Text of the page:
On the 14th July, 2017, I was invited to perform at an event called “Remembering Shafilea: A partnership approach to tackling forced marriage and honour based violence”. The event was organised by West Midlands Police, as part of their OurGirl UK event and it consisted of speeches from human rights activists, campaigners, charities as well as individuals from government bodies. As an activist and a critic of political policing, I went to support this event because I felt as though this was an area where the police were getting it right, they were listening to community organisations and were working with the community to tackle honour based violence and bring the perpetrators to justice – even when the perpetrators would publicly go on mainstream media and accuse those well intentioned police officers as being “racist”. But the event highlighted one thing which was made apparent to me ever since I, creatively, got involved in this field of work: The lack of Asian & Muslim men speaking out against gender inequality and honour based violence.

When people think of honour killings, they usually think of communities that originate from the Indian subcontinent and therefore think that honour killing is something that “they” do, that it is part of “they’re” culture. This is essentially a racist viewpoint and in regards to this, I invoke something, human rights activist & film maker, Deeyah Khan said in her ted talk “I assure you being murdered is not my culture”.

Honour, in this case, is used to police behaviour & control the body in order to preserve the family name, which in most cases is the surname of the father figure. Therefore honour codes operate in a patriarchal system designed to protect the honour of the male family members, by policing the behaviour of those who can bring dishonour to the family, namely westernised female members of the family but in contemporary times this can also include members from the LGBTQ community as well. But statistically speaking, Honour killing is seen as a women’s rights issue as those who are victims of honour killings are mainly women and the perpetrators are mainly men.

Honour killing is usually connected to the issue of forced marriages and therefore this places honour killing within the broader framework of gender inequality, because it takes away the fundamental right to choose how you want to live your life and who you want to marry, as well as gender based violence.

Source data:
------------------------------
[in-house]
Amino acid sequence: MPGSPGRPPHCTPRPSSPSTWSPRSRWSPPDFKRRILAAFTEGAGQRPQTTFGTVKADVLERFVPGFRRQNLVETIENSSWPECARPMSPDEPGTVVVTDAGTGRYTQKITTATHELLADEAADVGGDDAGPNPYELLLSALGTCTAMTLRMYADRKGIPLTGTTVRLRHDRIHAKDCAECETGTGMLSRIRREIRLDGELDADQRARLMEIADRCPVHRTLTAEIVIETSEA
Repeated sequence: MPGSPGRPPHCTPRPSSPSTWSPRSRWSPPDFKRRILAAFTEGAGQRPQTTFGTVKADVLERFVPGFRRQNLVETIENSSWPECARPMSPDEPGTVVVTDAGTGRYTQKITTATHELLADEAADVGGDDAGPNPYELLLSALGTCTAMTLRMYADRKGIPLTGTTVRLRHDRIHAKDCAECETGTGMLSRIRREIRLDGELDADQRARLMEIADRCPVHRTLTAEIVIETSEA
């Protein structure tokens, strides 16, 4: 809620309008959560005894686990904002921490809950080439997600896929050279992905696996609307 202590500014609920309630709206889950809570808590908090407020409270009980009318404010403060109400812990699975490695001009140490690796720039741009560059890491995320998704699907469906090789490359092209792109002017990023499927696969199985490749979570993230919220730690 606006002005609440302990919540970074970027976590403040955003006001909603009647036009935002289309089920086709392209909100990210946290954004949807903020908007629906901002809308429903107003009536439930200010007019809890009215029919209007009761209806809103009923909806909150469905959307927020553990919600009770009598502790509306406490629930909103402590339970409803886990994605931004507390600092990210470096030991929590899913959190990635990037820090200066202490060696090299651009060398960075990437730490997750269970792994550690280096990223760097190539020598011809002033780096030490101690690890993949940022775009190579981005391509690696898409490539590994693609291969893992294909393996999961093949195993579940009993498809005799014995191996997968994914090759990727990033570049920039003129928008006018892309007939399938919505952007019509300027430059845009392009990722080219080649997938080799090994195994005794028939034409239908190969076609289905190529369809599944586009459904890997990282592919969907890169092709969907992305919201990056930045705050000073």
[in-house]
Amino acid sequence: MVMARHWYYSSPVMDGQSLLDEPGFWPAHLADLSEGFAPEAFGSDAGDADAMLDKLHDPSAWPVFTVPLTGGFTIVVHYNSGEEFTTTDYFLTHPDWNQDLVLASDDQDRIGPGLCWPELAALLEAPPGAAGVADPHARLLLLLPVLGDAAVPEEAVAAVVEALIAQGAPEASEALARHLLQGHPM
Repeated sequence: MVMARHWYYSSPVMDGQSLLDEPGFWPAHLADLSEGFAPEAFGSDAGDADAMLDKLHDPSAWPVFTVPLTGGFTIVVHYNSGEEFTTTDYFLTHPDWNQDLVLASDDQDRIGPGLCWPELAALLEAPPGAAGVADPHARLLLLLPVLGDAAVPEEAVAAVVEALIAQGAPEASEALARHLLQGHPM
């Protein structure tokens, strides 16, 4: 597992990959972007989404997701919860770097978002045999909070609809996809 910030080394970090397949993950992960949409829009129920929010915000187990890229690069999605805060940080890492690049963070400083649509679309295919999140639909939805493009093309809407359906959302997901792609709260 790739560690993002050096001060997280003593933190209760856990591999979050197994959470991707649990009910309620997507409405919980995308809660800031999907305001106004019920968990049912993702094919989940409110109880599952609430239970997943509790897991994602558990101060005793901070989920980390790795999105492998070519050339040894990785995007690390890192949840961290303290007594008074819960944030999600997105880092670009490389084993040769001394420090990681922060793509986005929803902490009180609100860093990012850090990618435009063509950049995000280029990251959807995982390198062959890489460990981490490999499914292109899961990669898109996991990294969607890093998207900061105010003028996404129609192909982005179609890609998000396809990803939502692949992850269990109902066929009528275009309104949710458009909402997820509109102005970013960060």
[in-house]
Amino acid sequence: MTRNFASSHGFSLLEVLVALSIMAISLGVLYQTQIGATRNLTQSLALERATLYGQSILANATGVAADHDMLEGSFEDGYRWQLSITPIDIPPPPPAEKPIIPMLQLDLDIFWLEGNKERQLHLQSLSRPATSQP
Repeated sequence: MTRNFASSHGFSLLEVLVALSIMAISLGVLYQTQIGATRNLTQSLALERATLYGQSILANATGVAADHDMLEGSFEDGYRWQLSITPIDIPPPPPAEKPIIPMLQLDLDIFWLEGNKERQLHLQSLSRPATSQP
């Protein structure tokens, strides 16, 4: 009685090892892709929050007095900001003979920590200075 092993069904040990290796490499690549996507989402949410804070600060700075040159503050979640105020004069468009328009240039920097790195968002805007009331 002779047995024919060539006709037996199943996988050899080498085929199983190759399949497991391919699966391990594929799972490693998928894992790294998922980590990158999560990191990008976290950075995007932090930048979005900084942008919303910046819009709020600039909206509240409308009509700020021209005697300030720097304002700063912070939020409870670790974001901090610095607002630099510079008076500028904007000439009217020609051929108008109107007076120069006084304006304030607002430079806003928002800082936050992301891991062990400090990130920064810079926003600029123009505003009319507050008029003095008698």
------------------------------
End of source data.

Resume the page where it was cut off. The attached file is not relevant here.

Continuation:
Early on in the year, I came out with a spoken word video called “Death Before Dishonour #EndHonourKillings” to create more awareness about the issue. This track has enabled me to get more involved with those who are at the front line of challenging gender inequality and gender based violence. It is through this experience that I came to see, not only just a lack of Asian men speaking out against gender based violence, that there are subtle cues of gender inequality within our own community.

The biggest example of this is the issue of womens spaces in mosques whether it’s the actual lack of spaces or the quality of those spaces but more subtle forms include “advice” given by those in religious authority for women to be more obedient wives to disobedient husbands but when it comes to disobedient housewives, the husband is encouraged to separate or the idea that women participating in public life is seen as a temptation. These attitudes are usually fostered in places that cannot be accessed by members of the opposite gender and this is why I believe that men need to do a lot more to challenge gender inequality and gender based violence, especially in those social gatherings incubating these ideas.

We are living in a world of profound change and in the West Muslim women have overcome enormous obstacles in order to be more involved in public life. However in other instances, Muslim women have also lost their lives as well and it is due to this and the changes that are occurring, I, and many others like me, believe that we, as a community, really need to have deep discussions about gender inequality so that it can be challenged whenever it rears its ugly head.

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